Why is herpes simplex virus disease risk so much greater for newborns?
New Rochelle, NY, April 28, 2017–Interferon is a crucial component of the human immune system's response to infection by herpes simplex virus type 1 (HSV-1), but how important a role it plays in determining the severity of disease and explaining why newborns are so much more susceptible to HSV-1 infection than adults remains unclear. A comprehensive review of the contribution of type I interferon (IFN) to controlling HSV-1 infection is presented in an article published in DNA and Cell Biology, a peer-reviewed journal from Mary Ann Liebert, Inc., publishers. The article is available free on the DNA and Cell Biology website until May 19, 2017. (http://online.liebertpub.com/doi/full/10.1089/dna.2017.3668)
In the article entitled "The Type I Interferon Response and Age-Dependent Susceptibility to Herpes Simplex Virus Infection," Daniel Giraldo, Douglas Wilcox, and Richard Longnecker, Northwestern University Feinberg School of Medicine, Chicago, IL, provide an in-depth look at the IFN response to HSV-1 infection. The authors examine the factors that may explain why newborns infected with HSV-1 are at greater risk for serious and potentially life-threatening diseases such as herpes simplex encephalitis, whereas in adults orolabial lesions are the more likely result of HSV-1 infection.
"HSV is ubiquitous and approximately 70% of the population is infected with this virus. It may maintain a life-long relationship with the host establishing latency and reappearing upon stress. This study is important because it gives us insight into the differences between infection of young hosts and older individuals," says Carol Shoshkes Reiss, PhD, Editor-in-Chief, of DNA and Cell Biology and Professor, Departments of Biology and Neural Science, and Global Public Health at New York University, NY.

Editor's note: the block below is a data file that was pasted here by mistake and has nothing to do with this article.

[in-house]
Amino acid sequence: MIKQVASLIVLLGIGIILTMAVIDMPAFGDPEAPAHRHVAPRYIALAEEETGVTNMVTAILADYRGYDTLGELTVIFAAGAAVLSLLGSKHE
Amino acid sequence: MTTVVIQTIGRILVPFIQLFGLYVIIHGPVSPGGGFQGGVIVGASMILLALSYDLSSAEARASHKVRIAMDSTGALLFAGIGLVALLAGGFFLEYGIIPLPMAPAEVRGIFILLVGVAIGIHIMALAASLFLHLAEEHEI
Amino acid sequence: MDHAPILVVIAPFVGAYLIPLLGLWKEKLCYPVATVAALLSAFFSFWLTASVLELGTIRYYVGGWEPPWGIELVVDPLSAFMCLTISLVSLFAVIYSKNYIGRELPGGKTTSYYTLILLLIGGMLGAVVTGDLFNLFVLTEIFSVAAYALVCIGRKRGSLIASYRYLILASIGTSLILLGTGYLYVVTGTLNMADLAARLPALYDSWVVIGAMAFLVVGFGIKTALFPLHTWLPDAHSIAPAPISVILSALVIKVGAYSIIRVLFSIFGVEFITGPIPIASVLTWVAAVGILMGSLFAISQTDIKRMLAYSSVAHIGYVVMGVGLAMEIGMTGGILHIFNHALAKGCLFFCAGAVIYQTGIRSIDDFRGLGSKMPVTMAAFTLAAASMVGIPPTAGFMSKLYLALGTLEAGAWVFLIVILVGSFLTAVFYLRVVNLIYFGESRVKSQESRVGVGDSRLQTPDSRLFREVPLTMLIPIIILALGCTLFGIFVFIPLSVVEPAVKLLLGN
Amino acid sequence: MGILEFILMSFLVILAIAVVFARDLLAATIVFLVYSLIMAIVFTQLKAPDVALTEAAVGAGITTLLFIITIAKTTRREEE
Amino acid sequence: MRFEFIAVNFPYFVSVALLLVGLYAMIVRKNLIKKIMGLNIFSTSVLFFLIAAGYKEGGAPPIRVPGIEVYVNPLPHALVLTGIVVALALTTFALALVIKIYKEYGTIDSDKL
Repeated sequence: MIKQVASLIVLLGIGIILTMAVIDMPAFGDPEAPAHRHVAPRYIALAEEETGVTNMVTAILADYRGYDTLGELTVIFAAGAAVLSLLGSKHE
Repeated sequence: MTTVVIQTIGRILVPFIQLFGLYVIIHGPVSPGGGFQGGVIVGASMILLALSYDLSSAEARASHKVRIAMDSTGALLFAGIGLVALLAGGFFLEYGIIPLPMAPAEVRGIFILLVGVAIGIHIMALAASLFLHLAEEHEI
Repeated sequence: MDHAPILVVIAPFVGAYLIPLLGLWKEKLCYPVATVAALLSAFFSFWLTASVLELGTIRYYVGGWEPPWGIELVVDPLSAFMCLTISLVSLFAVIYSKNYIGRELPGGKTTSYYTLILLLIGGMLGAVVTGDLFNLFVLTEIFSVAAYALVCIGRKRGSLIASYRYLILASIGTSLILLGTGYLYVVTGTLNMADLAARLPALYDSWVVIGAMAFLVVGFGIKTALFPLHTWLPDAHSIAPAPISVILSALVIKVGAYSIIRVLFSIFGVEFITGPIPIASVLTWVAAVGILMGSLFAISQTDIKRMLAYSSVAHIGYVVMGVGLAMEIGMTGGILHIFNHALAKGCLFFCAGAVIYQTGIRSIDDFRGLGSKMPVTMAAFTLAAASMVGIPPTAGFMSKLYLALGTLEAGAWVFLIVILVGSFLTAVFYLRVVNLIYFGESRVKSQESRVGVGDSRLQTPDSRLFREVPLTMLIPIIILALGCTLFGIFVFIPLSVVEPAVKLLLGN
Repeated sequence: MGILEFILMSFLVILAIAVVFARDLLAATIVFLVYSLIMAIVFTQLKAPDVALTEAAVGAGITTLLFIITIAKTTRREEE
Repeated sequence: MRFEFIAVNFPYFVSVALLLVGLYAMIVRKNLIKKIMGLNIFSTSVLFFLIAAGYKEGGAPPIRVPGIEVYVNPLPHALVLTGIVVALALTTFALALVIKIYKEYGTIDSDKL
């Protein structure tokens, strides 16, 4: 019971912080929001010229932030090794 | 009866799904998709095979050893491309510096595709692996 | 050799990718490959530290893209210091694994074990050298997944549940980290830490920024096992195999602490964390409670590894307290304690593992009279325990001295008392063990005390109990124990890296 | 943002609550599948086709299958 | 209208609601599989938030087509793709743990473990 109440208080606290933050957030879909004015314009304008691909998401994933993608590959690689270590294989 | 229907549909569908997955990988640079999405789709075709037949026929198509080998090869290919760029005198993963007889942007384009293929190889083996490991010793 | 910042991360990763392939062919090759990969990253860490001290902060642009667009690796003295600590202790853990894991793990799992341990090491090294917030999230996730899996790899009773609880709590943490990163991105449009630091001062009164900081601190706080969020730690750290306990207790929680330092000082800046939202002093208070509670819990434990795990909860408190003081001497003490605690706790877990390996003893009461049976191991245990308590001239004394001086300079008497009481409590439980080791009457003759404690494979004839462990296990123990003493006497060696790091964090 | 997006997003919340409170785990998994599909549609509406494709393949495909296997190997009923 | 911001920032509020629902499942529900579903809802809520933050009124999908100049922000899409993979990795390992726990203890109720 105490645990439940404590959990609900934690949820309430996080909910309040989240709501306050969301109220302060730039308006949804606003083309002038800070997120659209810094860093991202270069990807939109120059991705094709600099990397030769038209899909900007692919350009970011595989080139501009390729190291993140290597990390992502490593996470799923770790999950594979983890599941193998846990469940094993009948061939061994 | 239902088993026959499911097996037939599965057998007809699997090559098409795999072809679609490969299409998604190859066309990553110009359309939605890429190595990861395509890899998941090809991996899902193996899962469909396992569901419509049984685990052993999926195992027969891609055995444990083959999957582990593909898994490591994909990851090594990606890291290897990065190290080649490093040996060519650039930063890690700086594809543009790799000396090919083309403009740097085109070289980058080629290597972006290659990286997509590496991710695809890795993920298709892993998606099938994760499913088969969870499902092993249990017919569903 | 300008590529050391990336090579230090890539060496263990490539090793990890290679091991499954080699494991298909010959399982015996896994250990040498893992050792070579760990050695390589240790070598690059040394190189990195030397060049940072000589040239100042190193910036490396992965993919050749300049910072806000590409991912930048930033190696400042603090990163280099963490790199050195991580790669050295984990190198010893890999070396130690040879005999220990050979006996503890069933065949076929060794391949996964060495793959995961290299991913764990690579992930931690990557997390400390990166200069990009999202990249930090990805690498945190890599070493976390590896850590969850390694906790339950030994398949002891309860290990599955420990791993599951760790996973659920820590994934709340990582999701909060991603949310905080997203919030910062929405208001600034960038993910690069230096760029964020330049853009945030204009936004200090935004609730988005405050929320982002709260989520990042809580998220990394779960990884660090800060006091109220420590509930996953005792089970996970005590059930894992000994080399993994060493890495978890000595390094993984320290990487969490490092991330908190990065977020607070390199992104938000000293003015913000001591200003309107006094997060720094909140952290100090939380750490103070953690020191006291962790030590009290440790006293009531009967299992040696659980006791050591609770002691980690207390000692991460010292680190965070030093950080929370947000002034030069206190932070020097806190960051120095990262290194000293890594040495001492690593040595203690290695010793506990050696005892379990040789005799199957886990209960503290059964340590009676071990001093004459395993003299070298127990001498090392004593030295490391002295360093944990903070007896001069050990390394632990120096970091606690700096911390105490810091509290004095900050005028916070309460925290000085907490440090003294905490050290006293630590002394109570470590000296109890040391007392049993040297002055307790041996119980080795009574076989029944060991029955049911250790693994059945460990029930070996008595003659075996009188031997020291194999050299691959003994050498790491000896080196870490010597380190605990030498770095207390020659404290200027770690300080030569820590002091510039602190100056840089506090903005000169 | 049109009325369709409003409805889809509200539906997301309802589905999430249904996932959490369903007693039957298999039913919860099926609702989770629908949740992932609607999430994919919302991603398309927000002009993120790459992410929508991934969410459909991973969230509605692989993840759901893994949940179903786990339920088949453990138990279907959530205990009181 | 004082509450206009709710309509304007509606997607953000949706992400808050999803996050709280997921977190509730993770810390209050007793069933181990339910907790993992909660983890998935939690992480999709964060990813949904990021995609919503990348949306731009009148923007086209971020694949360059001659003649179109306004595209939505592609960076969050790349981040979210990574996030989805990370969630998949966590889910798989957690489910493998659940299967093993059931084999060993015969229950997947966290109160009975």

Research reported in this publication was supported by the National Institutes of Health under Award Numbers T32 AI060523, T32 GM008152, F30 AI116106, R01 CA021776, and R01 EY023977. The content is solely the responsibility of the authors and does not necessarily represent the official views of the National Institutes of Health.
About the Journal
DNA and Cell Biology is the trusted source for authoritative, peer-reviewed reporting on the latest research in the field of molecular biology. By combining mechanistic and clinical studies from multiple systems in a single journal, DNA and Cell Biology facilitates communication among biological sub-disciplines. Coverage includes gene structure, function, and regulation, molecular medicine, cellular organelles, protein biosynthesis and degradation, and cell-autonomous inflammation and host cell response to infection. Complete tables of content and a sample issue may be viewed on the DNA and Cell Biology website.
About the Publisher
Mary Ann Liebert, Inc., publishers is a privately held, fully integrated media company known for establishing authoritative peer-reviewed journals in many promising areas of science and biomedical research, including Human Gene Therapy, Antioxidants and Redox Signaling, and AIDS Research and Human Retroviruses. Its biotechnology trade magazine, GEN (Genetic Engineering & Biotechnology News), was the first in its field and is today the industry's most widely read publication worldwide. A complete list of the firm's 80 journals, books, and newsmagazines is available on the Mary Ann Liebert, Inc., publishers website.